Arley ADAMS et al., Plaintiffs and Appellants, v. U. C. C. PROJECT DEVELOPMENT CORPORATION et al., Defendants and Respondents.
There two consolidated appeals arise out of the same superior court action, but involve two quite distinct issues. The first (Appeal 14270) is whether a minor plaintiff may recover for the wrongful death of his minor siblings. The second (Appeal 14271) is whether plaintiffs' cause of action against the Washington Fire District is barred by the doctrine of sovereign immunity, as set forth in section 850.4 of the Government Code.
The appeals are from judgments of dismissal entered June 18, 1973 and June 12, 1973 respectively, after demurrers were sustained to certain causes of action of the complaint without leave to amend.
The complaint was filed by plaintiff Arley Adams, Sr., and by Arley Adams, Jr. and Richard Winfrey, minors through their court appointed guardian, against several defendants including United Christian Centers of The Greater Sacramento Areas, Inc., and U. C. C. Project Development Corporation, which owned and operated an apartment house complex at 500 Sixth Street, Broderick, California. Regina Marie Adams was the putative spouse of plaintiff Arley Adams, Sr. and the mother of the two minor plaintiffs and of their minor siblings Daniel Eugene Adams and Diedre Eunice Adams. All these persons lived in apartment 36, an upstairs unit with a single entrance-exit.
On May 8, 1972, a fire broke out in apartment 36 (allegedly the television set caught fire; the manufacturer was also named as a defendant), resulting in the death of Regina and the two children, Daniel and Diedre. Plaintiffs alleged that these deaths were caused by the negligent design, plan and construction of the apartment complex, in that it ‘provided absolutely no escape or safety facilities or features for the occupants thereof in the event of fire or other such hazards.’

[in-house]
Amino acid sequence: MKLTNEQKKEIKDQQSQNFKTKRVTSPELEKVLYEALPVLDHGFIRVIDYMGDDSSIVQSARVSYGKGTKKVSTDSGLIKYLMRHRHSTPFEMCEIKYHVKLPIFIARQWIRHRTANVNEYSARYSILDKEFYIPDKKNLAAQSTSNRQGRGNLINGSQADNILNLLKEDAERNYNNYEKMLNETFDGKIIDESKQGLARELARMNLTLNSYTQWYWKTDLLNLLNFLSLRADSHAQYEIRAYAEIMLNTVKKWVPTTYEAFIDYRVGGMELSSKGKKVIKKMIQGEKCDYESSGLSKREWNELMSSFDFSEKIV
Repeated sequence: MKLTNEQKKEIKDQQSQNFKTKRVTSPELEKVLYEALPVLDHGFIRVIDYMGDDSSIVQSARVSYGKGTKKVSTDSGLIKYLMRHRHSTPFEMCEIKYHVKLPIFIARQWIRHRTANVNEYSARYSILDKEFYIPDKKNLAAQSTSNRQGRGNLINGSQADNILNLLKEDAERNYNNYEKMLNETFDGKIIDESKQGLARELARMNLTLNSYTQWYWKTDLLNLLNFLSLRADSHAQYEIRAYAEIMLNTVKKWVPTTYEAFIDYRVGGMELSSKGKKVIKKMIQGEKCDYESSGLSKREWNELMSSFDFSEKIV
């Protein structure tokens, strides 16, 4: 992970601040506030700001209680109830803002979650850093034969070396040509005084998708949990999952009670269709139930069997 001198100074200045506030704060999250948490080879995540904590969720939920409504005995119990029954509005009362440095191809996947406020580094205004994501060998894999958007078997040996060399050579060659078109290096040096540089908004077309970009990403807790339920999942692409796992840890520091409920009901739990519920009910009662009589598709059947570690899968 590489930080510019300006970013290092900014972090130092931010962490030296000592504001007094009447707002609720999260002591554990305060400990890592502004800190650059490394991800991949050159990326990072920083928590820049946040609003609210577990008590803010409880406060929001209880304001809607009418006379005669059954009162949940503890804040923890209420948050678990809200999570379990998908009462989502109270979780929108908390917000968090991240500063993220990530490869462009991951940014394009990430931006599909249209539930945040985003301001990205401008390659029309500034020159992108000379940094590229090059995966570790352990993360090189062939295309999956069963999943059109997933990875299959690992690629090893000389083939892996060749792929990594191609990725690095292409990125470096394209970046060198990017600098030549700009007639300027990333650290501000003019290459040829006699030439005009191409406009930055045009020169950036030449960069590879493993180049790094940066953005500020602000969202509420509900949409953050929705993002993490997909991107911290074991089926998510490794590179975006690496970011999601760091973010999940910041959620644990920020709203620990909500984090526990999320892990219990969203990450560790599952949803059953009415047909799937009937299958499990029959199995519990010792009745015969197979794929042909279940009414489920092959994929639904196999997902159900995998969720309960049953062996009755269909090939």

Plaintiffs pleaded multiple causes of action. The causes in question in Appeal 14270 are those in which the minor plaintiffs seek to recover damages for the ‘loss of the love and affection of’ their two minor siblings. The minor plaintiffs are alleged in the complaint to be ‘under fourteen’ years of age, while their deceased sibling Daniel is alleged to be two years old. Diedre was the same age as Daniel.1
Plaintiffs make two contentions:
1. That the California courts can and should create a common-law wrongful death action.
2. That to construe section 377 of the Code of Civil Procedure2 as prohibitive of the right of a minor to recover for the wrongful death of a brother or sister is violative of federal and state constitutional equal protection provisions.
Plaintiff for obvious reasons refused to amend the complaint to allege pecuniary loss by the minor plaintiffs arising out of the death of their two-year-old siblings. Section 377 by its terms does not limit recoverable damages to pecuniary losses alone. (The reference to Prob.Code, § 573 is not such a limitation.) Nevertheless, the use of the word heirs has been held to require damages to be limited to pecuniary damages. (Ginochio v. San Francisco (1924) 194 Cal. 159, 167, 228 P. 428; Estate of Riccomi (1921) 185 Cal. 458, 461, 197 P. 97; Burk v. Arcata & Mad River R. R. Co. (1899) 125 Cal. 364, 367, 57 P. 1065.) As stated in Riccomi, 185 Cal. at page 461, 197 P. at page 98, ‘the action ‘for damages' for the benefit of the ‘heirs' is one solely for the purpose of compensating them for the pecuniary loss suffered by them by reason of the death of the deceased.’ (Emphasis added.) (See also, Changaris v. Marvel (1964) 231 Cal.App.2d 308, 312, 41 Cal.Rptr. 774; 4 Witkin, Summary of Cal.Law (8th ed. 1974) Torts, § 790, pp. 3087–3089.)